It reminds me of this post in which wedding planners wonder why a couple would do extra work to find cheaper prices when they’ve hired a planner to do just that.
Two Main Reasons for Hating having a Coordinator
1) Explaining what you want to another person (the coordinator) just so they can explain it to someone else (the caterer or other vendor) is extremely time consuming. Much, much more time consuming than just doing it yourself. Especially when you then subsequently have to hear all the vendor’s information second-hand from the coordinator. I suppose if you want to leave these smaller details up to the coordinator, then it may work just fine for you, but Ken and I wanted to be involved every step of the way
2) I don’t trust that the coordinator will find the best prices. They want to use their own buddy-buddy network of vendors, regardless of the cost to us, their clients.
Once it became clear that we were finally getting good at finding vendors and figuring out all this wedding stuff, a drastic change from the first six weeks of our engagement, we basically stopped asking her for advice.
Plastic Walls and Straw Bales
As we started to solidify the details of the wedding, we asked for her help with some of our “weirder” tasks, like having plastic walls installed on an existing pavilion structure, or buying straw bales as decor. She was useless on both fronts. She knew of one place to purchase hay bales, a local produce market right down the street. But the price was $7.50 per bale!!! She knew the owners, of course, so perhaps she could “negotiate” a discount of 50 cents per bale.
After about 10 minutes of Googling, I found a listing of TONS of local hay and straw bale-offering farms on the Loudoun County Extension’s website. The verdict? I found hay bales for $4.50 each, including delivery. I was also the one to track down a rentals company willing to install plastic tent walls on an existing structure. None of her “preferred” party rental companies could do it, so she told us it couldn’t be done.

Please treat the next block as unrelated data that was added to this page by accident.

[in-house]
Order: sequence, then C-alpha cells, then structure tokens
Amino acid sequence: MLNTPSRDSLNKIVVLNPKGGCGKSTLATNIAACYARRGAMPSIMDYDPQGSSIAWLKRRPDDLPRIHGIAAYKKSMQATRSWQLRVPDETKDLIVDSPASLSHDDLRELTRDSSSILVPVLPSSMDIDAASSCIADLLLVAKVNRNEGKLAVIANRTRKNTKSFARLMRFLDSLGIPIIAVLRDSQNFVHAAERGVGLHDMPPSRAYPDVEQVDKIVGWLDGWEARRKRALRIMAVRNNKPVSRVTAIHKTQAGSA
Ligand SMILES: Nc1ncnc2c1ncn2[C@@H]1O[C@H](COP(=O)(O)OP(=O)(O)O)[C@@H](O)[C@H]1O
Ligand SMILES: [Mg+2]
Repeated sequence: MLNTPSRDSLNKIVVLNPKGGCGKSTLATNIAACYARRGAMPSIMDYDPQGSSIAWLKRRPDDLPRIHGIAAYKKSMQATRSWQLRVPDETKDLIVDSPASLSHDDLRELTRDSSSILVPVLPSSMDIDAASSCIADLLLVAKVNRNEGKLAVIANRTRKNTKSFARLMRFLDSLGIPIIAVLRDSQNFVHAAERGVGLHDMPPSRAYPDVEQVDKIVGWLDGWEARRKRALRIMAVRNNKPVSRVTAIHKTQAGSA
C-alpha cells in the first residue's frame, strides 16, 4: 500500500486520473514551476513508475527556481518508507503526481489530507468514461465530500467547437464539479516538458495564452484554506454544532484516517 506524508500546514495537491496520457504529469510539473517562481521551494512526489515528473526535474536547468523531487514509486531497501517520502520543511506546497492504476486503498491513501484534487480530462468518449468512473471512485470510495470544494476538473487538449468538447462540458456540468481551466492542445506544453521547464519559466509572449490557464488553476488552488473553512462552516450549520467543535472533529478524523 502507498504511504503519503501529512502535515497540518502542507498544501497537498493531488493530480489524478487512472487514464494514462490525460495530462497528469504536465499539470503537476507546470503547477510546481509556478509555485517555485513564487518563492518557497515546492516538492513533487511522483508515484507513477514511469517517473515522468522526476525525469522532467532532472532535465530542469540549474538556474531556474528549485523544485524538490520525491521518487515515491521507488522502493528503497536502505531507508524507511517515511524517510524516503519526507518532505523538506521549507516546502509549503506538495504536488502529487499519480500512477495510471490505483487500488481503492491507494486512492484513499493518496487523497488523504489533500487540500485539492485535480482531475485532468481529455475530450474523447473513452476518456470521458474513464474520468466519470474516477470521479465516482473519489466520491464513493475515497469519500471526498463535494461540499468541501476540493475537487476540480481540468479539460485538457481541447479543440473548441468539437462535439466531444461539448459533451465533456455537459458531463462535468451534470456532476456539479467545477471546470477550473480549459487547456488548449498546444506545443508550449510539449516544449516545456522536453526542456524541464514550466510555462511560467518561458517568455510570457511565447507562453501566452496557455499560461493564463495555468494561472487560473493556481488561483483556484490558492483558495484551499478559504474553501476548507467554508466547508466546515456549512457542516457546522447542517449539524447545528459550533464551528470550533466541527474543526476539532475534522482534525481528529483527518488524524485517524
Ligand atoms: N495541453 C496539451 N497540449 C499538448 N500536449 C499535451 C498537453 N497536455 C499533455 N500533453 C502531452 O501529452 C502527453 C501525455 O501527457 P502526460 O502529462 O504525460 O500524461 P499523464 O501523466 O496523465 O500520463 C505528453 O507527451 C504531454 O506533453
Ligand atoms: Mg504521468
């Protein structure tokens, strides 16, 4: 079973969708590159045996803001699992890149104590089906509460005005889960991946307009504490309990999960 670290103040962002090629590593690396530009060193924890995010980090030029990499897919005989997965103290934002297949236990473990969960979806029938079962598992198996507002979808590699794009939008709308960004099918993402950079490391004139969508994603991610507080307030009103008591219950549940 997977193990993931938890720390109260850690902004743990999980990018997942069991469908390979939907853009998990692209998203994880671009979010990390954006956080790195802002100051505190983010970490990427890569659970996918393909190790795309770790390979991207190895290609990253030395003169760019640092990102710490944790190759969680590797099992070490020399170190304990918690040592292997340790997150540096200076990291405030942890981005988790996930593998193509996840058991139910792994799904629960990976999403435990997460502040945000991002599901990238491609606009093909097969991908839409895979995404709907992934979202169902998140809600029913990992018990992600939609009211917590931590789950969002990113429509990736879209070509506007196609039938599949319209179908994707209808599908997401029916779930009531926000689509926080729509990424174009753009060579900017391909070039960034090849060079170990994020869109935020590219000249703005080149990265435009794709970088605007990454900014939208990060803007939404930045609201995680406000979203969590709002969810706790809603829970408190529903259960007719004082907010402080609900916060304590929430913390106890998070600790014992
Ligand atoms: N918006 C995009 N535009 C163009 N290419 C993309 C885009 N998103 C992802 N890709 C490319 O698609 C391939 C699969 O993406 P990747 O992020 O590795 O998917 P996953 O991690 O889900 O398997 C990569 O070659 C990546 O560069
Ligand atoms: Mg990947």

She did, however, recommend a reasonably priced bakery that had both excellent Yelp and Wedding Wire reviews. The coordinator arranged for a tasting, and both Ken and I thought the cakes were fantastic!
We decided to book the bakery! But, after that, I hated the entire process of communicating with the bakery. Because the bakery was the coordinator’s “find,” any communication Ken and I wanted to have with the bakery had to go through the coordinator. I never even had the bakery’s phone number or e-mail address! It was like a giant game of telephone. I had to tell coordinator what I wanted, then the coordinator had to tell the bakery, then the bakery had to give their response to the coordinator, then the coordinator had to tell me the response. And if I had even a single additional question or change to our order, the entire process repeated itself.